BEIJING — China has so far fallen short of its promise to ensure full media freedom ahead of the Beijing Olympics and harassment of foreign reporters is still common, according to a survey by the Foreign Correspondents Club of China.
While 43% of the 163 correspondents in the survey said the situation had improved since the government relaxed reporting regulations on Jan. 1, 95% said they did not think reporting conditions in China met what they would call international standards.
They listed more than 157 incidents, including intimidation of sources, detentions, surveillance, official reprimands, and even violence against foreign correspondents, their staff and sources.
The new rules allow foreign press, but not Chinese journalists working in the domestic media, to travel and report more freely across most of the country in the run-up to the games, which start Aug. 8 next year. The rules are due to expire Oct. 17, 2008, although officials have indicated they may be extended beyond that if successful.
When Beijing was bidding for the Olympics in 2001, Wang Wei, Secretary General of the Beijing Organizing Committee for the Games of the XXIX Olympiad (BOCOG), promised to give international media “complete freedom to report when they come to China.”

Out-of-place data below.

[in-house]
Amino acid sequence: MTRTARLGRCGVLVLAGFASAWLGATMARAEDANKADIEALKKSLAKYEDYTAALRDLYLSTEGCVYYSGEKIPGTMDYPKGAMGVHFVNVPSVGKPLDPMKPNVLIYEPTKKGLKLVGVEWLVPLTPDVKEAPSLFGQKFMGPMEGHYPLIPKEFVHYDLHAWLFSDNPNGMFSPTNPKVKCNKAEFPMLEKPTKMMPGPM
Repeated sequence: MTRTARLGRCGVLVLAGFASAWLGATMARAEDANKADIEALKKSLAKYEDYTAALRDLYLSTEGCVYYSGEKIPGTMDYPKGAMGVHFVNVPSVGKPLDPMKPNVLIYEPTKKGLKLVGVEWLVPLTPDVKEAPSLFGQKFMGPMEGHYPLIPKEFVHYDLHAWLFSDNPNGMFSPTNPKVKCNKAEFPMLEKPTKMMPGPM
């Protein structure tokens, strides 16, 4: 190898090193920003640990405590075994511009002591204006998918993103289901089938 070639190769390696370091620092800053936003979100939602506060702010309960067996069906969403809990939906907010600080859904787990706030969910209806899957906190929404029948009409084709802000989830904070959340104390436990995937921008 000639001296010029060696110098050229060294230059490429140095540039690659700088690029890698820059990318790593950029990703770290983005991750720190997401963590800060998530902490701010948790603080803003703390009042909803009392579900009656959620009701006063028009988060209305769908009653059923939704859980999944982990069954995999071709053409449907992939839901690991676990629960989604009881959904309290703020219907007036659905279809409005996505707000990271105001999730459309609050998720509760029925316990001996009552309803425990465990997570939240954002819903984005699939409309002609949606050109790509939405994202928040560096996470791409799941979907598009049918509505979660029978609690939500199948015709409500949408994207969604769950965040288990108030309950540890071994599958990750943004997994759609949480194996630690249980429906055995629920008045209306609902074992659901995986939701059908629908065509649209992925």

Until last year foreign journalists were required to obtain government permission to report outside their home base — usually Beijing or Shanghai — but under the new rules they need only the agreement of the person they are interviewing.
The new rules do not cover Tibet, and several foreign journalists traveling there have been called into the Foreign Ministry for “criticism” of stories.
China is gearing up to host around 20,000 Olympic-accredited and 10,000 non-accredited media during the two-week event, which is more than twice the number of athletes due to attend.
FCCC President Melinda Liu said the group welcomed the progress that has been made.
“However we urge the Chinese government to accelerate efforts to eliminate all media restrictions, and to ensure appropriate implementation of policies. We’re especially concerned by many reports of intimidation of sources,” said Liu. “A nation where citizens who speak to foreign correspondents face threats, reprisals and even bodily harm does not live up to the world’s expectations of an Olympic host.”